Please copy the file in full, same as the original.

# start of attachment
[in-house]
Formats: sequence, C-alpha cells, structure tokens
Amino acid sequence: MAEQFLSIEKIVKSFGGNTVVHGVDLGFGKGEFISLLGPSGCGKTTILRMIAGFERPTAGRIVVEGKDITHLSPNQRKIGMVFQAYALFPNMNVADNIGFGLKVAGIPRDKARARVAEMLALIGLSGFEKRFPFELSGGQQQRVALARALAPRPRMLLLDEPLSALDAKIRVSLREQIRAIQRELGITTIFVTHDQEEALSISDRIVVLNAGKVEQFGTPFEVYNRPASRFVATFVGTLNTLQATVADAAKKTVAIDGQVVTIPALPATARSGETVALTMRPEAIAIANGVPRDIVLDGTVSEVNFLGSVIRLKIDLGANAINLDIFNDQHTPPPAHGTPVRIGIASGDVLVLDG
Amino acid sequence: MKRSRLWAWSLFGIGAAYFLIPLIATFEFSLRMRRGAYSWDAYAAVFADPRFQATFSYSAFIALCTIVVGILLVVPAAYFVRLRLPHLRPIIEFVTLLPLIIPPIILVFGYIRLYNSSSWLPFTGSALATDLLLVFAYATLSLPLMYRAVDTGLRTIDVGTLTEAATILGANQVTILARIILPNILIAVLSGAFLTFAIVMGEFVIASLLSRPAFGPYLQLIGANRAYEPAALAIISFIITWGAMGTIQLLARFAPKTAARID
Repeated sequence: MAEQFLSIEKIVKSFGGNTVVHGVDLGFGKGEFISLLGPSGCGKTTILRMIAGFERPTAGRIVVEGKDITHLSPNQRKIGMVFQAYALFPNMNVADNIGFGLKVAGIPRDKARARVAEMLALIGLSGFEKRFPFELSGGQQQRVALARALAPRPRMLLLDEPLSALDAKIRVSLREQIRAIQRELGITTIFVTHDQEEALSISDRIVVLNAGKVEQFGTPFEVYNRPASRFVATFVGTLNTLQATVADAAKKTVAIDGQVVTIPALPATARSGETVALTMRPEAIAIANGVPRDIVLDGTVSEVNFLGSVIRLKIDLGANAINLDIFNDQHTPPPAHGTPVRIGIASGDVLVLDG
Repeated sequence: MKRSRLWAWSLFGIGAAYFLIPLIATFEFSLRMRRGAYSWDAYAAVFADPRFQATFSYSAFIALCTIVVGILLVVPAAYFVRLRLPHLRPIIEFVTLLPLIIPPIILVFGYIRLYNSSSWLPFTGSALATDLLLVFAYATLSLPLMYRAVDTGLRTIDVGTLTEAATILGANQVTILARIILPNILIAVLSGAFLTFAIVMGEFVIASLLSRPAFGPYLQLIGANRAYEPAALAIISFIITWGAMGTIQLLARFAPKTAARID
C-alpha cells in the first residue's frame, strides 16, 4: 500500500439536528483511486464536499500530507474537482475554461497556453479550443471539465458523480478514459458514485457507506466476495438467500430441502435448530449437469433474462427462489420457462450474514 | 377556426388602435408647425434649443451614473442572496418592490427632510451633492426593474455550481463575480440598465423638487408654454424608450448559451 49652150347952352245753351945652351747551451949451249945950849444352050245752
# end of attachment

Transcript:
[in-house]
Formats: sequence, C-alpha cells, structure tokens
Amino acid sequence: MAEQFLSIEKIVKSFGGNTVVHGVDLGFGKGEFISLLGPSGCGKTTILRMIAGFERPTAGRIVVEGKDITHLSPNQRKIGMVFQAYALFPNMNVADNIGFGLKVAGIPRDKARARVAEMLALIGLSGFEKRFPFELSGGQQQRVALARALAPRPRMLLLDEPLSALDAKIRVSLREQIRAIQRELGITTIFVTHDQEEALSISDRIVVLNAGKVEQFGTPFEVYNRPASRFVATFVGTLNTLQATVADAAKKTVAIDGQVVTIPALPATARSGETVALTMRPEAIAIANGVPRDIVLDGTVSEVNFLGSVIRLKIDLGANAINLDIFNDQHTPPPAHGTPVRIGIASGDVLVLDG
Amino acid sequence: MKRSRLWAWSLFGIGAAYFLIPLIATFEFSLRMRRGAYSWDAYAAVFADPRFQATFSYSAFIALCTIVVGILLVVPAAYFVRLRLPHLRPIIEFVTLLPLIIPPIILVFGYIRLYNSSSWLPFTGSALATDLLLVFAYATLSLPLMYRAVDTGLRTIDVGTLTEAATILGANQVTILARIILPNILIAVLSGAFLTFAIVMGEFVIASLLSRPAFGPYLQLIGANRAYEPAALAIISFIITWGAMGTIQLLARFAPKTAARID
Repeated sequence: MAEQFLSIEKIVKSFGGNTVVHGVDLGFGKGEFISLLGPSGCGKTTILRMIAGFERPTAGRIVVEGKDITHLSPNQRKIGMVFQAYALFPNMNVADNIGFGLKVAGIPRDKARARVAEMLALIGLSGFEKRFPFELSGGQQQRVALARALAPRPRMLLLDEPLSALDAKIRVSLREQIRAIQRELGITTIFVTHDQEEALSISDRIVVLNAGKVEQFGTPFEVYNRPASRFVATFVGTLNTLQATVADAAKKTVAIDGQVVTIPALPATARSGETVALTMRPEAIAIANGVPRDIVLDGTVSEVNFLGSVIRLKIDLGANAINLDIFNDQHTPPPAHGTPVRIGIASGDVLVLDG
Repeated sequence: MKRSRLWAWSLFGIGAAYFLIPLIATFEFSLRMRRGAYSWDAYAAVFADPRFQATFSYSAFIALCTIVVGILLVVPAAYFVRLRLPHLRPIIEFVTLLPLIIPPIILVFGYIRLYNSSSWLPFTGSALATDLLLVFAYATLSLPLMYRAVDTGLRTIDVGTLTEAATILGANQVTILARIILPNILIAVLSGAFLTFAIVMGEFVIASLLSRPAFGPYLQLIGANRAYEPAALAIISFIITWGAMGTIQLLARFAPKTAARID
C-alpha cells in the first residue's frame, strides 16, 4: 500500500439536528483511486464536499500530507474537482475554461497556453479550443471539465458523480478514459458514485457507506466476495438467500430441502435448530449437469433474462427462489420457462450474514 | 377556426388602435408647425434649443451614473442572496418592490427632510451633492426593474455550481463575480440598465423638487408654454424608450448559451 49652150347952352245753351945652351747551451949451249945950849444352050245752